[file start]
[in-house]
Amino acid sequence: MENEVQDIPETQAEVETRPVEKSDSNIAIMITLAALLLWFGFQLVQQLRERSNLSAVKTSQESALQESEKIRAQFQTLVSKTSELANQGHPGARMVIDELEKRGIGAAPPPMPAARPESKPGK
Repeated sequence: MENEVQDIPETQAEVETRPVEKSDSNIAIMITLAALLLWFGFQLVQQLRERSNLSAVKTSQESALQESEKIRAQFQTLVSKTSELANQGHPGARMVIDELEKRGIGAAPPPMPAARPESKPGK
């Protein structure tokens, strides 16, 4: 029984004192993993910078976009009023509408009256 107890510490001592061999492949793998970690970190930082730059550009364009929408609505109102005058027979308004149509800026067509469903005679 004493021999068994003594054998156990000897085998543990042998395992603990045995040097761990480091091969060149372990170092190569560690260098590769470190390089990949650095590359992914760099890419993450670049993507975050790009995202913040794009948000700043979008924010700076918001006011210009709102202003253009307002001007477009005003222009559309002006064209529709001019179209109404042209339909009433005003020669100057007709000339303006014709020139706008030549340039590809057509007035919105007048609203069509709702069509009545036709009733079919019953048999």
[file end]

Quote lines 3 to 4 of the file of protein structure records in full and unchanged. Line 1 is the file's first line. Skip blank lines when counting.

Repeated sequence: MENEVQDIPETQAEVETRPVEKSDSNIAIMITLAALLLWFGFQLVQQLRERSNLSAVKTSQESALQESEKIRAQFQTLVSKTSELANQGHPGARMVIDELEKRGIGAAPPPMPAARPESKPGK
């Protein structure tokens, strides 16, 4: 029984004192993993910078976009009023509408009256 107890510490001592061999492949793998970690970190930082730059550009364009929408609505109102005058027979308004149509800026067509469903005679 004493021999068994003594054998156990000897085998543990042998395992603990045995040097761990480091091969060149372990170092190569560690260098590769470190390089990949650095590359992914760099890419993450670049993507975050790009995202913040794009948000700043979008924010700076918001006011210009709102202003253009307002001007477009005003222009559309002006064209529709001019179209109404042209339909009433005003020669100057007709000339303006014709020139706008030549340039590809057509007035919105007048609203069509709702069509009545036709009733079919019953048999």